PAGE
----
In Yorkshire (England), the first archaeological evidence of the existence of the Roman upper classes in northern Britain was discovered.
Scientists have unearthed the remains of a previously unknown small town that contained both Roman and local structures. The centre was discovered about 65 km north of York; near the capital of the Brigant tribe. In the area of the ancient city, numerous remains of the Roman presence were found: glassware, beautiful tableware, imported drinking bottles, glass dice, part of a copper mirror or fragments of amber sculptures.
Historical sources mention that the Romans gave the queen of the Brigantes (43-69 CE) – Cartimandua, large treasures to ensure her support for the Roman cause and suppress any British resistance. It is worth mentioning that Britain was a mixture of numerous tribes that partly agreed to the supremacy of Rome on the island or rebelled. To maintain its influence, Rome had to rely on numerous alliances, bribes or “divide and conquer” policies.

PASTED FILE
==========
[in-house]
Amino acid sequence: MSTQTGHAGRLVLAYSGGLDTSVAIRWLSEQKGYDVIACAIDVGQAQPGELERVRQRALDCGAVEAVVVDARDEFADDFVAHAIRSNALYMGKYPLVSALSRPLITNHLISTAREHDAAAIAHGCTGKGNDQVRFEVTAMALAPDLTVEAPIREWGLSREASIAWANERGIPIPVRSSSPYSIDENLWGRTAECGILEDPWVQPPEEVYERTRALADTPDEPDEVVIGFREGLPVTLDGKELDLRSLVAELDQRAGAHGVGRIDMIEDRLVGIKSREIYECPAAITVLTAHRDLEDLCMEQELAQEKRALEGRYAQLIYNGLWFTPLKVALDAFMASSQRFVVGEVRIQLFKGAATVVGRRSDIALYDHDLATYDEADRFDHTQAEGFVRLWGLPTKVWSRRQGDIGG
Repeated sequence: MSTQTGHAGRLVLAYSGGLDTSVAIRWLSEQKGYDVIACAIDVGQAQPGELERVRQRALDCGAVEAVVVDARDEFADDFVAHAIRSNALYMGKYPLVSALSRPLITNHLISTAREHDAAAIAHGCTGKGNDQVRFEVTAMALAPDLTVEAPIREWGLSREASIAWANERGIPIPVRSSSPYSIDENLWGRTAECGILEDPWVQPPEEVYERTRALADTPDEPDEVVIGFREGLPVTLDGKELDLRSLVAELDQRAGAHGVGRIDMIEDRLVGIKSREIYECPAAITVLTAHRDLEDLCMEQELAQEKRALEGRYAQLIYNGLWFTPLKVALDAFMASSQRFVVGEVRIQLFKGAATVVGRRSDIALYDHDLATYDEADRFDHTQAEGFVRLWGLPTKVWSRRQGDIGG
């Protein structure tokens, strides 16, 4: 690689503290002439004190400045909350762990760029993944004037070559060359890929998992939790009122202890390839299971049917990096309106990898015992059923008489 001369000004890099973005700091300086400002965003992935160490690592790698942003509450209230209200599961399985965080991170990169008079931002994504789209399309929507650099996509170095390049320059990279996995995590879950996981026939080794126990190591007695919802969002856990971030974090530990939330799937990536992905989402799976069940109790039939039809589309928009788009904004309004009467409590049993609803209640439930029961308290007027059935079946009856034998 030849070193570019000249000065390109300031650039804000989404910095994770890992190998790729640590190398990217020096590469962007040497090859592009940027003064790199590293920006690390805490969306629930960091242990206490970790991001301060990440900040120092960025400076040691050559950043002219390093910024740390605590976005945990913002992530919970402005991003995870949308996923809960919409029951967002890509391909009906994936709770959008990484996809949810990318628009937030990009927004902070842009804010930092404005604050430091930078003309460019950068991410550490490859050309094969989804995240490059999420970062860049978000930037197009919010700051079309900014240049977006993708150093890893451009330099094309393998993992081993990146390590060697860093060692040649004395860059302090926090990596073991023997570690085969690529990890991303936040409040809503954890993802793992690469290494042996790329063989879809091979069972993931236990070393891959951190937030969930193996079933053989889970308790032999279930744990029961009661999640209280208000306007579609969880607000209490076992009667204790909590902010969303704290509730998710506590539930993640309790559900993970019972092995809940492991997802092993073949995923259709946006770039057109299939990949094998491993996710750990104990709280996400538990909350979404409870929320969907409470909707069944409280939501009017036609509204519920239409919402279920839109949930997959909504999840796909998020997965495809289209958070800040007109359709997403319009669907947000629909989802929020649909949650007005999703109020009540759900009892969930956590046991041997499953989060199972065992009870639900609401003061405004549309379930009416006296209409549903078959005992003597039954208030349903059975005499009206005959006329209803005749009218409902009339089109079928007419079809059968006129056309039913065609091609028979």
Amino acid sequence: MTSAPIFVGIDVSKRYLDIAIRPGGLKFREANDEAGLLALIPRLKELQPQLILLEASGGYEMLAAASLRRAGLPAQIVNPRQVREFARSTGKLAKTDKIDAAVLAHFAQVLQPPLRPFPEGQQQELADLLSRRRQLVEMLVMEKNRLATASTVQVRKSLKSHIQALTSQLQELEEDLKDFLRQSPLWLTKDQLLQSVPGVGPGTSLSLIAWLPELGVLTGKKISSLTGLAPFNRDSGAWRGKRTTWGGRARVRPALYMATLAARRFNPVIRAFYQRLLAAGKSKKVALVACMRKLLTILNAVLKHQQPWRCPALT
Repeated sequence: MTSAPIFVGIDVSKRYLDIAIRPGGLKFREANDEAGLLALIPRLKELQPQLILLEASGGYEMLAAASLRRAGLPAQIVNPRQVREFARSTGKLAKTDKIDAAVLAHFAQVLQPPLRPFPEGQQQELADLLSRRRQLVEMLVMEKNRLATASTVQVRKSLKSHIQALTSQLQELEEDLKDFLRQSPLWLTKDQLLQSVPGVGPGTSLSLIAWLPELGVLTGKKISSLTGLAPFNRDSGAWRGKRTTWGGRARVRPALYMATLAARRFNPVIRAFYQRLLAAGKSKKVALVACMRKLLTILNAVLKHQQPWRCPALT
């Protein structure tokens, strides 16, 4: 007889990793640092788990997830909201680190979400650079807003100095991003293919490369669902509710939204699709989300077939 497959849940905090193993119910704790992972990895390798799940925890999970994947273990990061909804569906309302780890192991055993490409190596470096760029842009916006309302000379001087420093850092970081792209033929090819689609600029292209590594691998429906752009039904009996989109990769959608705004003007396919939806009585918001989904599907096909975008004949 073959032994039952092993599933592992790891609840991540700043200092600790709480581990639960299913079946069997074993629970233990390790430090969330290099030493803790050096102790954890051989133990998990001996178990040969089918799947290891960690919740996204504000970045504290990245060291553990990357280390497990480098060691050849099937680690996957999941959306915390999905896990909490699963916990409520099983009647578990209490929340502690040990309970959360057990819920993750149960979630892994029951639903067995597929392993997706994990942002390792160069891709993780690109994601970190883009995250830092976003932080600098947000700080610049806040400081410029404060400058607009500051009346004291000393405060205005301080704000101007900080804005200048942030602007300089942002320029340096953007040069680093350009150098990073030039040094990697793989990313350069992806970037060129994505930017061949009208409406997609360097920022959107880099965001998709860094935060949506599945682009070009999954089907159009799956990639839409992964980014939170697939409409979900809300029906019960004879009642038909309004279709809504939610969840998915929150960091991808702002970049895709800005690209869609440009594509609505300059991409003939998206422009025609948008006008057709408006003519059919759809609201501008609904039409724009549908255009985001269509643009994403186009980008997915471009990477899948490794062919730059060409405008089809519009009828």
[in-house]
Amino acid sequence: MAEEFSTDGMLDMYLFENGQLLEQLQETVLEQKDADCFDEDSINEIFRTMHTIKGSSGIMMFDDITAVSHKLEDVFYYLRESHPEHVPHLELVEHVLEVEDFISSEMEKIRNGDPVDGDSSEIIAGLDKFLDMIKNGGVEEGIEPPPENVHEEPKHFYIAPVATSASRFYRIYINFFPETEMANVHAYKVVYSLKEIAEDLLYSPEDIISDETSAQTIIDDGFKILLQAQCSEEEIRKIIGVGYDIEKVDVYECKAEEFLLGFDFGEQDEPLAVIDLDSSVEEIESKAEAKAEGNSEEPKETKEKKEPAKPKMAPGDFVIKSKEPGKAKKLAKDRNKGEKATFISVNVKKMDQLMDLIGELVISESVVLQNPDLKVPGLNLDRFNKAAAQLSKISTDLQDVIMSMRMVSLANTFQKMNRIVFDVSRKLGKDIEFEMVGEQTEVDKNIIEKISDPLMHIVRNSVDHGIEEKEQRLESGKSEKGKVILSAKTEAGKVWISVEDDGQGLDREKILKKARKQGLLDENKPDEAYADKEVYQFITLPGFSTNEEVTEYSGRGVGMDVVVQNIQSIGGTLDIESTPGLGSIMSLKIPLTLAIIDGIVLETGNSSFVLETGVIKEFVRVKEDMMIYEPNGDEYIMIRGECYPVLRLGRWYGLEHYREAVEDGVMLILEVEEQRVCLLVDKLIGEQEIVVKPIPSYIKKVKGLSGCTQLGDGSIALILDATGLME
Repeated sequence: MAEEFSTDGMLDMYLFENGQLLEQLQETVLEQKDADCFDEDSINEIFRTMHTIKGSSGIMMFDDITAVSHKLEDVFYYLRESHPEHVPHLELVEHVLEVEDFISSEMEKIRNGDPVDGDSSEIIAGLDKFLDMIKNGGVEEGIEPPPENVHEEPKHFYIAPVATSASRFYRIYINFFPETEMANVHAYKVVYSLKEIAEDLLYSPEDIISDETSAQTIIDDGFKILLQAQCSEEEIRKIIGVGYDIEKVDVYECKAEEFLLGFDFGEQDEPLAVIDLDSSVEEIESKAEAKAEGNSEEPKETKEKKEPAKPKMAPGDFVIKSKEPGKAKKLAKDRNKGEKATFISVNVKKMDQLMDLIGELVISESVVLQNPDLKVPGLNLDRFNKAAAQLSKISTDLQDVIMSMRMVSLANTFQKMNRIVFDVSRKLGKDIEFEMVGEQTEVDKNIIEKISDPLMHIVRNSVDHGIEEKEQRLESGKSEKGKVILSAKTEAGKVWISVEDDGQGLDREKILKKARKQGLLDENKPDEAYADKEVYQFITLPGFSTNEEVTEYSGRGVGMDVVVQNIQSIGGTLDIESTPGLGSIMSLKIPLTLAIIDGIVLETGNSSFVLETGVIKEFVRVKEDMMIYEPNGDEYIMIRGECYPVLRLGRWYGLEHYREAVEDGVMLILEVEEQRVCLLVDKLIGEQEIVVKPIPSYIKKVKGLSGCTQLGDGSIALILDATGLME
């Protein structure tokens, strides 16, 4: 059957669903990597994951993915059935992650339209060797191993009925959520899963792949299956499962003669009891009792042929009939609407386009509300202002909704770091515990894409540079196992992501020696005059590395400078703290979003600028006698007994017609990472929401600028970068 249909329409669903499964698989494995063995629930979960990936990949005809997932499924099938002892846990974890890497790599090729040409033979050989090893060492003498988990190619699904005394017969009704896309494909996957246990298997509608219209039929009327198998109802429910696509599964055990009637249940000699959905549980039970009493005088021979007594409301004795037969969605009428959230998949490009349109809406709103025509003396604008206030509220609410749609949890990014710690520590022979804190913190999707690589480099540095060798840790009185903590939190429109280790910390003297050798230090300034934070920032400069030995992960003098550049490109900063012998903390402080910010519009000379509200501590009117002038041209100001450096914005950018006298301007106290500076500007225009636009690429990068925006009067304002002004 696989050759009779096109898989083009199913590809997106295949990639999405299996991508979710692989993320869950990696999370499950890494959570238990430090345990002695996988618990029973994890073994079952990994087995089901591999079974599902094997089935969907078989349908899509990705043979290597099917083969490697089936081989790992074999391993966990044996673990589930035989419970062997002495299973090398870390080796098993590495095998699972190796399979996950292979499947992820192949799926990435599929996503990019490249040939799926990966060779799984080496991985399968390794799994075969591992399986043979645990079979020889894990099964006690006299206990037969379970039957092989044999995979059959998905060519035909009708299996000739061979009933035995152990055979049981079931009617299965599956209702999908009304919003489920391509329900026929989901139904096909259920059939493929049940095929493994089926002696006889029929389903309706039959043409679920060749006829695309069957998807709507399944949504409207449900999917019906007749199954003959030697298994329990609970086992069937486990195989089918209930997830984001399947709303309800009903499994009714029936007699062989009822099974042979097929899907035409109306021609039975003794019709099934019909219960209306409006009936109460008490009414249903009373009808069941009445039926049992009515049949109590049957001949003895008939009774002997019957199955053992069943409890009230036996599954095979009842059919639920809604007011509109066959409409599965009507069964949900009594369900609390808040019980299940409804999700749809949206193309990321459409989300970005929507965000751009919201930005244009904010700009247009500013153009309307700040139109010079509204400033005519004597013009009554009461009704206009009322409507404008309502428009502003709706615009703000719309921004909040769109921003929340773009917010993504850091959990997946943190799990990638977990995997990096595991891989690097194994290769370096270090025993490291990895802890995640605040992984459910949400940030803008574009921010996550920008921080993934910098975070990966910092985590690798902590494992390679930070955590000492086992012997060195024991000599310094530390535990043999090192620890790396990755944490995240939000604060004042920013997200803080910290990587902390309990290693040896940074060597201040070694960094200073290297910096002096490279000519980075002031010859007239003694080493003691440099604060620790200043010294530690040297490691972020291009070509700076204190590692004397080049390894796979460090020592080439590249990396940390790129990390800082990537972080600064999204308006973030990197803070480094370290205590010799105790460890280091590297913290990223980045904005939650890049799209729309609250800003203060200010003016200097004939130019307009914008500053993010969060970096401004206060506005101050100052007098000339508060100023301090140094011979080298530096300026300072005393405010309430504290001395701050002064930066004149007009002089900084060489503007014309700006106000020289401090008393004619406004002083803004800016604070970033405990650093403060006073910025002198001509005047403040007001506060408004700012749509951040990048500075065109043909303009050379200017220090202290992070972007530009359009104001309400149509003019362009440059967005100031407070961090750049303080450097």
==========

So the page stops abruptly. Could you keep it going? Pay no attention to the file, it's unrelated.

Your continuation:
Scientists believe that the treasures found could have been a form of bribery of Kartimandua and the local aristocracy at a time when Rome had not yet stabilized the situation in the northern regions of Britain.
Archaeologists added that the Roman buildings in the centre were probably built in the mid-50s CE and were directed to the road, which in turn was used mainly for military purposes. Scientists have also discovered an early Roman fort.